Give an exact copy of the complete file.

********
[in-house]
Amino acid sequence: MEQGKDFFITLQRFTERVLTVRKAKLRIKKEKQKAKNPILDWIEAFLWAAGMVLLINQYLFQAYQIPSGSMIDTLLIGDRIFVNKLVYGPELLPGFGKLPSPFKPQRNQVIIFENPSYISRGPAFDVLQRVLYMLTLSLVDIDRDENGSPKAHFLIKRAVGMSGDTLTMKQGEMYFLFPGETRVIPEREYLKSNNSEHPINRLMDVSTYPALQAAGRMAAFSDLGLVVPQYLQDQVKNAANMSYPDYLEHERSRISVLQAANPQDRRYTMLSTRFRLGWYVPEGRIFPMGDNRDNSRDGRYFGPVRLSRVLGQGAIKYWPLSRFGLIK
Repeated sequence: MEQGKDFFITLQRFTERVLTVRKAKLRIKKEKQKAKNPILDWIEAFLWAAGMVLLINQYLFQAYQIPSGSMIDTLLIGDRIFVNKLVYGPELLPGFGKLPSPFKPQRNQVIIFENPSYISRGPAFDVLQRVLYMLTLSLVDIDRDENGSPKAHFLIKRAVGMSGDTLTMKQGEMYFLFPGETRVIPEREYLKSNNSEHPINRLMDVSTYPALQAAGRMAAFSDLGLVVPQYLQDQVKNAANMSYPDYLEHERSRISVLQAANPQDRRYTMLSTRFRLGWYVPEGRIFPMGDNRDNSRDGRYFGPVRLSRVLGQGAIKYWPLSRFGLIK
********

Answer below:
[in-house]
Amino acid sequence: MEQGKDFFITLQRFTERVLTVRKAKLRIKKEKQKAKNPILDWIEAFLWAAGMVLLINQYLFQAYQIPSGSMIDTLLIGDRIFVNKLVYGPELLPGFGKLPSPFKPQRNQVIIFENPSYISRGPAFDVLQRVLYMLTLSLVDIDRDENGSPKAHFLIKRAVGMSGDTLTMKQGEMYFLFPGETRVIPEREYLKSNNSEHPINRLMDVSTYPALQAAGRMAAFSDLGLVVPQYLQDQVKNAANMSYPDYLEHERSRISVLQAANPQDRRYTMLSTRFRLGWYVPEGRIFPMGDNRDNSRDGRYFGPVRLSRVLGQGAIKYWPLSRFGLIK
Repeated sequence: MEQGKDFFITLQRFTERVLTVRKAKLRIKKEKQKAKNPILDWIEAFLWAAGMVLLINQYLFQAYQIPSGSMIDTLLIGDRIFVNKLVYGPELLPGFGKLPSPFKPQRNQVIIFENPSYISRGPAFDVLQRVLYMLTLSLVDIDRDENGSPKAHFLIKRAVGMSGDTLTMKQGEMYFLFPGETRVIPEREYLKSNNSEHPINRLMDVSTYPALQAAGRMAAFSDLGLVVPQYLQDQVKNAANMSYPDYLEHERSRISVLQAANPQDRRYTMLSTRFRLGWYVPEGRIFPMGDNRDNSRDGRYFGPVRLSRVLGQGAIKYWPLSRFGLIK